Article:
Wednesday, March 11, 2015

8. Laughter

When we're little and we make a stink face, sometimes people tell us "Don't make a face it'll get stuck that way!" If you were like me, you took this as positive advice rather than negative. I spent hours in front of the mirror, dedicating all my energy to making the most horrifying nightmare face possible, only to be disappointed when  my face bounced back to its original shape once I inevitably got a charlie horse in my neck.

Once upon a time, my aunt Cathy clarified that old saying. She told me that if you make a face, it'll get stuck that way, but it just takes a couple decades for it to show up. If you frown a lot of the time, when you're older you'll have pronounced frown lines, and spend a lot of time looking like a permanent grump. If you spend a lot of time smiling all the way to your eyes, you get glorious, beautiful crow's feet. Our wrinkles are evidence of a life well-lived. However, I think that most of us are going to have permanently furrowed brows when we're sixty, from years of squinting at our phones Hitchhiker's Guides to the Galaxy.

I have made it a life's goal to have my face be a topo map of laugh lines when I'm older. I want all the crows feet, all the smile lines, all the evidence that I spent my short time here on this earth finding and giving back light and peace rather than misery. Even so, I think that most of us don't spend enough time laughing. We have lots of serious to-do lists. If you're like me, the very nature of your profession might be very serious and involves helping people through true sadness and difficulty. We drive alone in our cars. We do paperwork. We do taxes. We spend time in the bathroom doing various tasks. We make food. All of these things can be standard, regular life things. But sometimes we are so caught up in what's coming next that we forget to let ourselves find humor in even basic living.

If you take a person, take away all the serious business, put them on a trail, and tell them that their only task is to walk north, suddenly there's a lot more brain space left to be filled with humor and silliness. Conversations can veer off into sheer imagination and playful world-building. No one needs a serious voice, except for when discussing who farted in the shelter when no one is owning up to it. There's no such thing as an inside voice, because there's no such thing as an "inside", which means that when a laugh comes, it doesn't just arrive, it ERUPTS, launching out from us with a pure explosion of joy.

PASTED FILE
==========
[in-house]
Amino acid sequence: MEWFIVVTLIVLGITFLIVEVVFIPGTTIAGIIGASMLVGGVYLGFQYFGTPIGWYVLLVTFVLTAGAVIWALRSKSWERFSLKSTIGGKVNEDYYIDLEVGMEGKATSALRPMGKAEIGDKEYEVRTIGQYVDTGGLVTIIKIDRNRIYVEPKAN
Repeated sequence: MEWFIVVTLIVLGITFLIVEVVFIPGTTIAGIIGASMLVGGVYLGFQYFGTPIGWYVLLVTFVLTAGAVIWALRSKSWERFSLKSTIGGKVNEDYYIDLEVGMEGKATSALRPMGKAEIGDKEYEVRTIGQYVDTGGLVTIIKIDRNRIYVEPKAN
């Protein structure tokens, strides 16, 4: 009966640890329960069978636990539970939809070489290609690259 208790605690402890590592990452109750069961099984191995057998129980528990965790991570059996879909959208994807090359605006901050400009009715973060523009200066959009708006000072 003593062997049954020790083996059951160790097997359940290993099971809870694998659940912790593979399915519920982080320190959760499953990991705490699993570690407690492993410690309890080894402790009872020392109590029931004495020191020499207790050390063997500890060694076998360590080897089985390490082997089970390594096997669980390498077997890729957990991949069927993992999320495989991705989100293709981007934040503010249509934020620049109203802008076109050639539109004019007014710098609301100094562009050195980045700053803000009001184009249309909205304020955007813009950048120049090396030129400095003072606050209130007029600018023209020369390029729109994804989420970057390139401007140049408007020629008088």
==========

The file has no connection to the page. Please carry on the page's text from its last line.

I snort when I laugh. Not every single time, mind you, just when something figuratively tickles the heck out of my funny bone. I don't snort when something literally tickles my funny bone, because a literal hard poke to the elbow just gives me dead arm for five minutes. Dead arm doesn't usually make me snort. But anything is possible. Follow your dreams. Pay it forward. Tip your bartender. But I found myself snorting so much on the trail that it became just part of my normal laugh. There was so much giggling and chuckling on a daily basis that my body had to adjust to create a new expression of mirth because snorting was now standard practice.

And so it was that I graduated to the silent laugh. The laugh that punched me in the gut so hard that I would double over my hiking poles, making no sound whatsoever, taking in no breath and expelling no breath, just completely frozen in the clutches of joy. After a few seconds I would stand upright, my eyes swimming with tears, and the laugh would finally escape, alongside gasps for oxygen. I can't tell you one single time this happened, because it happened with fantastic regularity.

Here are some of the great laughing portraits that Dumptruck (Michael Wilson) took at Trail Days in Damascus!










Love,
Clever Girl

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